But that precision, along with the success of the Tonda, has allowed Parmigiani to explore something most brands lose as they grow — focus. Looking down at the watch currently sitting on my wrist, there is no doubt that it is a Parmigiani Fleurier. Looking at the broader offerings available from the brand, it’s difficult to find anything out of place.

“Creativity is being able to interpret the values of a brand in a consistent way. To create a style across the collection, if you look at two watches, you see that they are part of the same brand, even if they are expressing two different styles and two different uses. So it’s extremely important to be true to your identity and, if you do that, you’re understood.”

It’s a familiar approach from Terreni who, in his time at Bulgari, oversaw the rise of the Octo Finissimo. While Bulgari and Parmigiani Fleurier are massively different brands in history, clientele, and organization, Terreni’s two decades at Bulgari very much inform his approach at Parmigiani. As he put it, “It’s very instrumental in what I’m doing today because I learned how to guide a vision and to use creativity to build a desire and to build a position.”

The position he has built is, as it turns out, quite a strong one, with long lines of customers coming to Parmigiani in recent years, often for the first time. It’s not hard to see why. As I’ve already said, Parmigiani has developed a strong identity over the last few years. The watches are built on a clear vocabulary. Beyond that, modern Parmigiani Fleurier watches all demonstrate a clear perspective on what enthusiast-centered luxury watchmaking should look like.

That’s no accident. Terreni has instituted a clear connoisseur-driven mission at Parmigiani Fleurier, and he knows that to back it up, he has to deliver a product that more than matches that group’s expectations: “The connoisseur is the core of our clientele. It’s a person who doesn’t need a marketing plan to know what to buy. It’s discerning, it’s knowledgeable. And he is the exigent. So, you have to be flawless, you have to be without compromises.”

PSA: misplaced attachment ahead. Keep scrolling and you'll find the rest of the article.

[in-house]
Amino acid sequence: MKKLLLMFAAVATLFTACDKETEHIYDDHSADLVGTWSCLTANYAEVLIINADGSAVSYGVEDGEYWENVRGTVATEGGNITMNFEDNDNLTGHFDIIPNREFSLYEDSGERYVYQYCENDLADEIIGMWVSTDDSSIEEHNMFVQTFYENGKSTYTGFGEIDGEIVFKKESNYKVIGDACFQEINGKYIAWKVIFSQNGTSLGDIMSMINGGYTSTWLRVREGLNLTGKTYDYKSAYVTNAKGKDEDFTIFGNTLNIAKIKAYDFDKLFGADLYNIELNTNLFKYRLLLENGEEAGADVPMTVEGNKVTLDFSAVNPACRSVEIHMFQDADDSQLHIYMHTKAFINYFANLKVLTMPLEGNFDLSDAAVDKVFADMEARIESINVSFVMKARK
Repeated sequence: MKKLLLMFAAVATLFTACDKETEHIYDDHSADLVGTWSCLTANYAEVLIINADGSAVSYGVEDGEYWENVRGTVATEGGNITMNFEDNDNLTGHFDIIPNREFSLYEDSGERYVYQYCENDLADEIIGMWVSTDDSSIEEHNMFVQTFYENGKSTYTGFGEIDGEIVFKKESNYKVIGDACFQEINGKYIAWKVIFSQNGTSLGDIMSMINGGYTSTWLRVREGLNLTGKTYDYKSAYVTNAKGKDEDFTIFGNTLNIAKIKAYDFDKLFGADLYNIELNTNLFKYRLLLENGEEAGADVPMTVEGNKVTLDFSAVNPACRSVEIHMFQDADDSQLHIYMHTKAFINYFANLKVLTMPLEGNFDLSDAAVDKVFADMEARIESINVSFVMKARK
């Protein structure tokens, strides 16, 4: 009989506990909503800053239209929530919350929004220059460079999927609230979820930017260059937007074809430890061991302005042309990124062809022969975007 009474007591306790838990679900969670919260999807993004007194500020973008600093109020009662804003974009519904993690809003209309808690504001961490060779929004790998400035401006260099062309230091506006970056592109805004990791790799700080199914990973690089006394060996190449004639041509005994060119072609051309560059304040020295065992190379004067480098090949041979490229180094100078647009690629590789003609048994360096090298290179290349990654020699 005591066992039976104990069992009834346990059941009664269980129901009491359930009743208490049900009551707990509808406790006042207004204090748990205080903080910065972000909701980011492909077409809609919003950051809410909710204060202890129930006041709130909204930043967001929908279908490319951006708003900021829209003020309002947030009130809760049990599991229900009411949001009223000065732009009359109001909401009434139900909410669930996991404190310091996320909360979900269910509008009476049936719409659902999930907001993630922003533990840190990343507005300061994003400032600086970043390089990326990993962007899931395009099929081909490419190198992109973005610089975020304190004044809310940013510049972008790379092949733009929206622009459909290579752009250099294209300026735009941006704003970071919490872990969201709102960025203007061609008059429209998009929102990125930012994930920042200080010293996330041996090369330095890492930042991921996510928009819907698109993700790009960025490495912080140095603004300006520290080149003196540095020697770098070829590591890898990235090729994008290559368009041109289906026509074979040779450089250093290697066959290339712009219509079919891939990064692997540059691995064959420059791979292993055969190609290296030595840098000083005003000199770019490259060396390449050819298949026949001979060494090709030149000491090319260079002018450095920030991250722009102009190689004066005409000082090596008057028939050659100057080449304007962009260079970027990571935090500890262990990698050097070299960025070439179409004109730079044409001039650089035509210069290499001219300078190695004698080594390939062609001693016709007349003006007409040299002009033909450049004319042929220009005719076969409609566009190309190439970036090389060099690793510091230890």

One big way Terreni is moving to grab connoisseurs’ attention is through experimentation. Under Terreni’s leadership, Parmigiani Fleurier has drawn attention for unusual and exciting twists on classic features and complications. Perpetual Calendars tracking cultural calendars and rattrapante GMTs remind us that watchmaking still has room to evolve, while watches like the Minute Rattrapante push us to open our minds to completely new complications.

“I refuse to stop innovating because, to me, luxury is an evolution of excellence. We are serving the connoisseur and the connoisseur wants to be surprised… We refuse to think that everything has already been done in watchmaking. That’s our mantra. Not only aesthetically, but also technically, and you have to have ideas, and you have to push yourself to be creative.”

With all that said, Terreni still sees holes in the Parmigiani collection, “There are plenty of other things that we are still not addressing correctly. There’s plenty of women who are interested in Parmigiani and we don’t yet have an offer that is at the level of the brand expectations, or of a lady that is into watchmaking.” But don’t expect Parmigiani to rush its introduction — a ‘shrink it and pink it’ approach is not in the cards.

Any ladies’ watch that comes from Parmigiani will have to live up to Terreni’s expectations for the brand. “I think a woman can have an ambition to have creativity specifically done for her.” Terreni knows what he’s talking about. While his time at Bulgari is probably best remembered for the dramatic rise of the Octo Finissimo, his tenure at the brand also saw the modern reinvention and reintroduction of the Serpenti (and its more exuberant cousin, the Serpenti Tubogas).

“There are plenty of things that we can do there, but to do a lady’s watch is probably the most difficult thing that you can imagine. And I know this by many flops that we did in my life in Bulgari — until we reached the Serpenti, which is, to me, still one of the statements of the brand. So it’s very important that you find your understanding and you find your way.”

The Parmigiani Way

So what is that way? Well, if you ask me, it’s the Tonda PF Sport. Introduced last year to replace the Tonda GT line, the PF Sport builds on the successes of the last few years at Parmigiani. It takes the now-familiar case shape and, through a well-thought-out mix of aesthetic choices and technical changes, creates what just might be the perfect entry point into the brand.

I’ve been wearing the Tonda PF Sport for a few days now and, I have to say, I don’t want to take it off. Arguably, if you want the purest expression of the Tonda, this watch isn’t the way to go, but for anyone unfamiliar with the brand’s offerings, time with the PF Sport is likely to make a believer out of you. When Zach went hands-on with the time-and-date version of the PF Sport last year, he offered a reminder that watches, especially watches of this caliber, are always more than just the sum of their parts. I’m inclined to agree with him, especially when it comes to the Tonda.